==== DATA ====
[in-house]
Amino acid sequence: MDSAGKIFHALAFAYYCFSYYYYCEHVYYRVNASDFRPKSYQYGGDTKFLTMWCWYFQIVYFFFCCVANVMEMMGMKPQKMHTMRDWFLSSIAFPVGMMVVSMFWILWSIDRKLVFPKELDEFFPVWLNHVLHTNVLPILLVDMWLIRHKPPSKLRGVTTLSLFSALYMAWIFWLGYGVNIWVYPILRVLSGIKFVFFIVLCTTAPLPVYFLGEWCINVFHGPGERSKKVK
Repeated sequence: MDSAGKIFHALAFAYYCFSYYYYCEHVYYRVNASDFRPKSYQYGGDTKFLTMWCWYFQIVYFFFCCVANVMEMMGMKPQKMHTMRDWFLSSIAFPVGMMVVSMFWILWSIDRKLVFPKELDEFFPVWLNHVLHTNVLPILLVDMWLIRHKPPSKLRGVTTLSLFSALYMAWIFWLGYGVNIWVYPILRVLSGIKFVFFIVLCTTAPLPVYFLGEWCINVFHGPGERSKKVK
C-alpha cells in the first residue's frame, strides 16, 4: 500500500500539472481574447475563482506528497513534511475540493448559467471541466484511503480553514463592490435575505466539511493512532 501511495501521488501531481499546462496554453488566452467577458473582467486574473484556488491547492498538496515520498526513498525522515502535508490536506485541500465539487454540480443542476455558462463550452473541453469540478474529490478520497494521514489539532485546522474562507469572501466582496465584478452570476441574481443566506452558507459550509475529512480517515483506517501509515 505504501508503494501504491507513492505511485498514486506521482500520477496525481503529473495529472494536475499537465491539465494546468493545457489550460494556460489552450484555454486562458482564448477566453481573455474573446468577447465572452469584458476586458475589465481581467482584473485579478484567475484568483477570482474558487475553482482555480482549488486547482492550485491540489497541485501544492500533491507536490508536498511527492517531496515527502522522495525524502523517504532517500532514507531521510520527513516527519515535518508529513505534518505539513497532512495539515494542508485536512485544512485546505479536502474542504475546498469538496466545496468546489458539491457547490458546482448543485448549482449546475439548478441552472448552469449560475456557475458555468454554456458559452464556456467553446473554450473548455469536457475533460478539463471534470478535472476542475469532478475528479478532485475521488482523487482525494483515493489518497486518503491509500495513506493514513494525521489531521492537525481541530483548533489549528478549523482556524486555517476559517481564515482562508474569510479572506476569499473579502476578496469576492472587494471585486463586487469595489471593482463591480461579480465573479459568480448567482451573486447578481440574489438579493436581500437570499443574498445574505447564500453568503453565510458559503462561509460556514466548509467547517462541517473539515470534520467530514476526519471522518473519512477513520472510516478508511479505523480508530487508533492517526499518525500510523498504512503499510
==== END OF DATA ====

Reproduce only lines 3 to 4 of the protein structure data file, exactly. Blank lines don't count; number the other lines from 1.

Repeated sequence: MDSAGKIFHALAFAYYCFSYYYYCEHVYYRVNASDFRPKSYQYGGDTKFLTMWCWYFQIVYFFFCCVANVMEMMGMKPQKMHTMRDWFLSSIAFPVGMMVVSMFWILWSIDRKLVFPKELDEFFPVWLNHVLHTNVLPILLVDMWLIRHKPPSKLRGVTTLSLFSALYMAWIFWLGYGVNIWVYPILRVLSGIKFVFFIVLCTTAPLPVYFLGEWCINVFHGPGERSKKVK
C-alpha cells in the first residue's frame, strides 16, 4: 500500500500539472481574447475563482506528497513534511475540493448559467471541466484511503480553514463592490435575505466539511493512532 501511495501521488501531481499546462496554453488566452467577458473582467486574473484556488491547492498538496515520498526513498525522515502535508490536506485541500465539487454540480443542476455558462463550452473541453469540478474529490478520497494521514489539532485546522474562507469572501466582496465584478452570476441574481443566506452558507459550509475529512480517515483506517501509515 505504501508503494501504491507513492505511485498514486506521482500520477496525481503529473495529472494536475499537465491539465494546468493545457489550460494556460489552450484555454486562458482564448477566453481573455474573446468577447465572452469584458476586458475589465481581467482584473485579478484567475484568483477570482474558487475553482482555480482549488486547482492550485491540489497541485501544492500533491507536490508536498511527492517531496515527502522522495525524502523517504532517500532514507531521510520527513516527519515535518508529513505534518505539513497532512495539515494542508485536512485544512485546505479536502474542504475546498469538496466545496468546489458539491457547490458546482448543485448549482449546475439548478441552472448552469449560475456557475458555468454554456458559452464556456467553446473554450473548455469536457475533460478539463471534470478535472476542475469532478475528479478532485475521488482523487482525494483515493489518497486518503491509500495513506493514513494525521489531521492537525481541530483548533489549528478549523482556524486555517476559517481564515482562508474569510479572506476569499473579502476578496469576492472587494471585486463586487469595489471593482463591480461579480465573479459568480448567482451573486447578481440574489438579493436581500437570499443574498445574505447564500453568503453565510458559503462561509460556514466548509467547517462541517473539515470534520467530514476526519471522518473519512477513520472510516478508511479505523480508530487508533492517526499518525500510523498504512503499510